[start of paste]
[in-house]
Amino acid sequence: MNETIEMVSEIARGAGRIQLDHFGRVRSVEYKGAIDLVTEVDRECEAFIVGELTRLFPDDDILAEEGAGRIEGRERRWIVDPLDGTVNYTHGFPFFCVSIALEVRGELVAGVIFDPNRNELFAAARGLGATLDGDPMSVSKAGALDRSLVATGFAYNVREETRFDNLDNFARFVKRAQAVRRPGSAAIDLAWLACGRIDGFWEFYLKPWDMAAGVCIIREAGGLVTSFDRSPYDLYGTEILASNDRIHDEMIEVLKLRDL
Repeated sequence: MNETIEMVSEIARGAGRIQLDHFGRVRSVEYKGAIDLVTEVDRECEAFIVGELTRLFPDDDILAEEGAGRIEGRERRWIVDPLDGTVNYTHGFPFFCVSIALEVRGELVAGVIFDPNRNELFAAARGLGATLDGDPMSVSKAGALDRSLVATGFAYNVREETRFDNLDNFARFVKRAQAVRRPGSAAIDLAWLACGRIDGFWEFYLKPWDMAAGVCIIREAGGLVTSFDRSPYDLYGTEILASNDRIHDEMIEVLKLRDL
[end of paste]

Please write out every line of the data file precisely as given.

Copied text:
[in-house]
Amino acid sequence: MNETIEMVSEIARGAGRIQLDHFGRVRSVEYKGAIDLVTEVDRECEAFIVGELTRLFPDDDILAEEGAGRIEGRERRWIVDPLDGTVNYTHGFPFFCVSIALEVRGELVAGVIFDPNRNELFAAARGLGATLDGDPMSVSKAGALDRSLVATGFAYNVREETRFDNLDNFARFVKRAQAVRRPGSAAIDLAWLACGRIDGFWEFYLKPWDMAAGVCIIREAGGLVTSFDRSPYDLYGTEILASNDRIHDEMIEVLKLRDL
Repeated sequence: MNETIEMVSEIARGAGRIQLDHFGRVRSVEYKGAIDLVTEVDRECEAFIVGELTRLFPDDDILAEEGAGRIEGRERRWIVDPLDGTVNYTHGFPFFCVSIALEVRGELVAGVIFDPNRNELFAAARGLGATLDGDPMSVSKAGALDRSLVATGFAYNVREETRFDNLDNFARFVKRAQAVRRPGSAAIDLAWLACGRIDGFWEFYLKPWDMAAGVCIIREAGGLVTSFDRSPYDLYGTEILASNDRIHDEMIEVLKLRDL